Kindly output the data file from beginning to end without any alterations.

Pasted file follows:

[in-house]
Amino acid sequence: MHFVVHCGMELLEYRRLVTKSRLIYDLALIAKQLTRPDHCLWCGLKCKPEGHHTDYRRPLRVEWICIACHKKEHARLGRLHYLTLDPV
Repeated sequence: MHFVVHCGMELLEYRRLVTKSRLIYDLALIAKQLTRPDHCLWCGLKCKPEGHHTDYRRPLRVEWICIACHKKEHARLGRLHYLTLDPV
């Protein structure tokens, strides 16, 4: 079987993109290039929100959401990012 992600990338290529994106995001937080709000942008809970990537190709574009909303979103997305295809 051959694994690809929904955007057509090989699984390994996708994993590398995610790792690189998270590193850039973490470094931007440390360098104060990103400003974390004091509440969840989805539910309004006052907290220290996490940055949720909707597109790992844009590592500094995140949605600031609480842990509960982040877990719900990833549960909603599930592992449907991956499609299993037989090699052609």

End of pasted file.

[in-house]
Amino acid sequence: MHFVVHCGMELLEYRRLVTKSRLIYDLALIAKQLTRPDHCLWCGLKCKPEGHHTDYRRPLRVEWICIACHKKEHARLGRLHYLTLDPV
Repeated sequence: MHFVVHCGMELLEYRRLVTKSRLIYDLALIAKQLTRPDHCLWCGLKCKPEGHHTDYRRPLRVEWICIACHKKEHARLGRLHYLTLDPV
């Protein structure tokens, strides 16, 4: 079987993109290039929100959401990012 992600990338290529994106995001937080709000942008809970990537190709574009909303979103997305295809 051959694994690809929904955007057509090989699984390994996708994993590398995610790792690189998270590193850039973490470094931007440390360098104060990103400003974390004091509440969840989805539910309004006052907290220290996490940055949720909707597109790992844009590592500094995140949605600031609480842990509960982040877990719900990833549960909603599930592992449907991956499609299993037989090699052609």